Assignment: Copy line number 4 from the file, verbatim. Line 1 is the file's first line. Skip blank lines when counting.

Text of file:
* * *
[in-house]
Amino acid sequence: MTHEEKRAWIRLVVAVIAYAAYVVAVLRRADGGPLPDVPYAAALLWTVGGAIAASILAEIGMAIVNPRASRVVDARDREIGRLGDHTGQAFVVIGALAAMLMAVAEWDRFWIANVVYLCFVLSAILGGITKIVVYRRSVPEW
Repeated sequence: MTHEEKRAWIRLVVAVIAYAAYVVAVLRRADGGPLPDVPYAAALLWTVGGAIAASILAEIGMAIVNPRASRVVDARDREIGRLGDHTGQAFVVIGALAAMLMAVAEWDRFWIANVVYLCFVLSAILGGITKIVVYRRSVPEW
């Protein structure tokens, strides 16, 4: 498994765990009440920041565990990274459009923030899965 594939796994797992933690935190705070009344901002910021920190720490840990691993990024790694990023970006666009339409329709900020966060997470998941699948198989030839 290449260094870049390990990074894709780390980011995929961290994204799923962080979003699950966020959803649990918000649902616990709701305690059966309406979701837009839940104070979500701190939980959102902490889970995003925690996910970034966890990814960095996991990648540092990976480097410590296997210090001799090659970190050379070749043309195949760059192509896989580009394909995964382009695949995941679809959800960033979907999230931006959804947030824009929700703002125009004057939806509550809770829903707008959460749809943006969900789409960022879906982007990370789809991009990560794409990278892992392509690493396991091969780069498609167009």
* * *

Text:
């Protein structure tokens, strides 16, 4: 498994765990009440920041565990990274459009923030899965 594939796994797992933690935190705070009344901002910021920190720490840990691993990024790694990023970006666009339409329709900020966060997470998941699948198989030839 290449260094870049390990990074894709780390980011995929961290994204799923962080979003699950966020959803649990918000649902616990709701305690059966309406979701837009839940104070979500701190939980959102902490889970995003925690996910970034966890990814960095996991990648540092990976480097410590296997210090001799090659970190050379070749043309195949760059192509896989580009394909995964382009695949995941679809959800960033979907999230931006959804947030824009929700703002125009004057939806509550809770829903707008959460749809943006969900789409960022879906982007990370789809991009990560794409990278892992392509690493396991091969780069498609167009």